Introduction: Yamaha 9v-battery Foot Switch
I wanted a sustain pedal for my keyboard and didn't have one. I've no idea how much they are and where you get them, but I wanted it right at that moment, so here's my little crappy invention.
Step 1: What It Does and How It Works
I realised that, at least on my keyboard, you can just shove a guitar-lead like jack in, and the pedal will be down whenever the wires are joined.
I didn't have a spare one to cut up, and they'd only just gotten rid of all the broken equipment in my music department, so I had to use a working cable, which I didn't want to destory.
All I needed to build then was a switch which connected the wires of a socket together, and I needed to put it in one of the 9V battery cases I had lying around.
The cable I chose was the one to my violin, which ha a much smaller, headphone-sized jack on the other end, which was better because I didn't actually have any bigger sockets around, nor would they fit in the little container. If you do have a broken lead you want to reuse, feel free to ditch having a socket on the pedal and just attach the wires directly to the switch.
So yeah, you'll need:
A used 9V battery
A push switch (I had a few left over from an old, failed project)
A socket if you want to not destory your cable (I desoldered it from a piece of TV equipment, they're pretty easy to find)
Tape, wire, etc.
Step 2: Make Case
Empty the contents of your battery. If you've never done this before, it's a matter of prying open the bottom with some pliers and removing the contents (which sometimes look like mini batteries).
I'd already done that and used the useful end for another project, so I'll be using tape to close it up, but if you hold onto both ends you can have it still look like a battery when you're done.
Step 3: Build Circuit
To activate the pedal the shaft and the tip need to be connected, and the ring does nothing. So basically, you just need it so all the pins on the socket are connected when the button is pressed.
Solder wires onto the switch and fold out the legs so they don't touch the case when inside. Solder one wire to the gound (that's the pin that touches the outside of the socket) and the other to the rest of the pins.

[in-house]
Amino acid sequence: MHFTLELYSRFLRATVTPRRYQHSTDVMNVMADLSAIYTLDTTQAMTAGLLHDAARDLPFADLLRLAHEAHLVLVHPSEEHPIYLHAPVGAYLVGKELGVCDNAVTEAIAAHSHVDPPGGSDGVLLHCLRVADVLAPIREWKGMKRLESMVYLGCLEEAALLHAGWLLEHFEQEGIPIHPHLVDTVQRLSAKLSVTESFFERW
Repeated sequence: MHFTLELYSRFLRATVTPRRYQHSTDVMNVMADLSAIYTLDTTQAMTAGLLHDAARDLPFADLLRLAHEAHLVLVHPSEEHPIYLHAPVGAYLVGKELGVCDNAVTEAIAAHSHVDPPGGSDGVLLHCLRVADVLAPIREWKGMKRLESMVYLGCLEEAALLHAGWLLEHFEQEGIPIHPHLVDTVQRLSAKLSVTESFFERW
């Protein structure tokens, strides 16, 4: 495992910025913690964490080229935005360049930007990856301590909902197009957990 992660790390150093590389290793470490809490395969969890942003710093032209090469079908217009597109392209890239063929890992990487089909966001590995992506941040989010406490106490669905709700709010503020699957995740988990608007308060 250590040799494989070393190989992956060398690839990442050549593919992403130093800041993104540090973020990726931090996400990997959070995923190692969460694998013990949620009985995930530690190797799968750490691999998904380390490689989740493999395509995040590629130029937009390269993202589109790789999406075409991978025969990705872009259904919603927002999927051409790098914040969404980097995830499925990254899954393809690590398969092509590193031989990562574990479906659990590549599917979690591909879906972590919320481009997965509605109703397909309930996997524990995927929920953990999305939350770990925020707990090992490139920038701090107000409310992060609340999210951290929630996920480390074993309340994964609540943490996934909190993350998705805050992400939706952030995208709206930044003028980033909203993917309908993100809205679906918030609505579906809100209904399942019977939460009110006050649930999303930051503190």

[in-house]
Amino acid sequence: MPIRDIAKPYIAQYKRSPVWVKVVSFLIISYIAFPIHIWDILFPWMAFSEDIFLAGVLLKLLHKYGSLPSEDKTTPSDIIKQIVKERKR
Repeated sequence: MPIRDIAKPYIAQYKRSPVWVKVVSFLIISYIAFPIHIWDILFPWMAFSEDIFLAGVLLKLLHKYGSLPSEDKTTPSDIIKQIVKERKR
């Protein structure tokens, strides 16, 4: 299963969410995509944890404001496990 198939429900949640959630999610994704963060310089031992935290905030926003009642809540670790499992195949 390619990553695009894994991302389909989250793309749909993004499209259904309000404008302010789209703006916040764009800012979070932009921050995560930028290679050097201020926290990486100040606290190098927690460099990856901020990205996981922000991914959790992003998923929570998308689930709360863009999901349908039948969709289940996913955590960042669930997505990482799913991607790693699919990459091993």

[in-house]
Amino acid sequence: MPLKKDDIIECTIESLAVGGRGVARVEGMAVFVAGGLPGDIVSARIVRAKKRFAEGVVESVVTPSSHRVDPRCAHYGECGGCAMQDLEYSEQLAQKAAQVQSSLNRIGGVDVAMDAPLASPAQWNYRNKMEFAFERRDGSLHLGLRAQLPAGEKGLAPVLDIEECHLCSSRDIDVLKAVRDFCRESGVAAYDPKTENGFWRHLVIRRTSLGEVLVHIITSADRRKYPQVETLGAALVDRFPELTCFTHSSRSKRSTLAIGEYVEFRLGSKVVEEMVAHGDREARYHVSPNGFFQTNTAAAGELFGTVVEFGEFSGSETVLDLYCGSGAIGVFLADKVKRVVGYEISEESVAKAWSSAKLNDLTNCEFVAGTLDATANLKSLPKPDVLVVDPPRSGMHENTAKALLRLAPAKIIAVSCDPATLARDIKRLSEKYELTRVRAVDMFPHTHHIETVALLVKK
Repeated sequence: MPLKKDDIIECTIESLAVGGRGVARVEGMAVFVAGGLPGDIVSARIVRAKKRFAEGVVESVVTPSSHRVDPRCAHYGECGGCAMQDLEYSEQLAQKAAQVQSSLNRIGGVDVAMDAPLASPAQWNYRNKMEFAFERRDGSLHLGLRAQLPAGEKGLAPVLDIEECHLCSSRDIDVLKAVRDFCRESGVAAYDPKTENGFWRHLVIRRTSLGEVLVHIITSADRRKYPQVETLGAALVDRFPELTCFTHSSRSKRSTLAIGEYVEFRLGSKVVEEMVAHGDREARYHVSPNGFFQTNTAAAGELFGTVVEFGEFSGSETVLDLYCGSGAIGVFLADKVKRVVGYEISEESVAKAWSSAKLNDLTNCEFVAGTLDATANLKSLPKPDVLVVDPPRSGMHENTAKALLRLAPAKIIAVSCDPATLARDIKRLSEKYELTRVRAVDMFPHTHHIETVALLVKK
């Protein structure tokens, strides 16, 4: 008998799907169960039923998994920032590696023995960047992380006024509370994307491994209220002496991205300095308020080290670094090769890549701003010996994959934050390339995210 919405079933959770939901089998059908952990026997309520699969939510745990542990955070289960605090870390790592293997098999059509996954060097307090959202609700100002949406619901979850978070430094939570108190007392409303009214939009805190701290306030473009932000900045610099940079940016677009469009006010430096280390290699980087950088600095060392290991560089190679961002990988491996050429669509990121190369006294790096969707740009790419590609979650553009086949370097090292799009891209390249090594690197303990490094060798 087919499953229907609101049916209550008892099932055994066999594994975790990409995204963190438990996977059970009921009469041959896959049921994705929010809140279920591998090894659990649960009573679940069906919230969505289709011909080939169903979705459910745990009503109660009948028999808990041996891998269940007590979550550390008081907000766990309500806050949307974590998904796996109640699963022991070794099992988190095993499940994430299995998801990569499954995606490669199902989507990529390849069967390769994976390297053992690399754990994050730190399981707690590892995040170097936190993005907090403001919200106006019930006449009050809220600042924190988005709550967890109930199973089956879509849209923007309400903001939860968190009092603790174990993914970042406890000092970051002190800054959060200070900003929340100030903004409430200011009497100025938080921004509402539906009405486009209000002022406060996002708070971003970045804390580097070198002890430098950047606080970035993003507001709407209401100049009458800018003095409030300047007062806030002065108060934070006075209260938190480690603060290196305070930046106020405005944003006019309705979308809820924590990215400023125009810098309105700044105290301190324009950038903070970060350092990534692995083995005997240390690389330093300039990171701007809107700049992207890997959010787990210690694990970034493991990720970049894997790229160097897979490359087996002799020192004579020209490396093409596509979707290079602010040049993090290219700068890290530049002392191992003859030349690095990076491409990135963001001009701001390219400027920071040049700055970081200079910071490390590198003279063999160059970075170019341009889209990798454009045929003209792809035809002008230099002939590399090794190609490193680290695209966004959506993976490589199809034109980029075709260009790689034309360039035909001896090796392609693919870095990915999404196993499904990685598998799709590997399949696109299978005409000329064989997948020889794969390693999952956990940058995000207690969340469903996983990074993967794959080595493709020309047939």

Or if you're just going straight to the lead, chop the lead's head off and seperate the two wires which'll usually be bunches of fine copper thread. Twist the both bunches and solder to the pins on the switch.
Plug in your device to your keyboard and see if it works.
Step 4: Fit Switch to Case...
My first idea was to put the switch at the end, so I could slot it into a drilled hole, but unless it was *right* at the end, it still wouldn't fit, so I had to make a cut and bend the metal back anyway, so you may as well put it in the centre.
So drill a hole in the case on top, and make a cut so you can pull the flaps back to get the switch in place and then close the flaps again.
Once you can get the switch in place, you can make a hole in the cap and put the socket through, and glue that in place.
Step 5: Stick It All Together
Glue the end in, or in my case, as I'd ran out of glue, I jammed it in with a bent paperclip. And as I said before, I'd already used the other end, so I covered it in tape.
Alright, so it's a piece of crap. But it's functional though, and that's what matters. I'd like to think that at least SOMEONE learnt something from this instructable, even if it's only that you only need to connect the wires to activate the pedal. I'd originally thought it sent data or something.
You could attach it to two pieces of board and a hinge to make it more pedal shaped, but I didn't bother.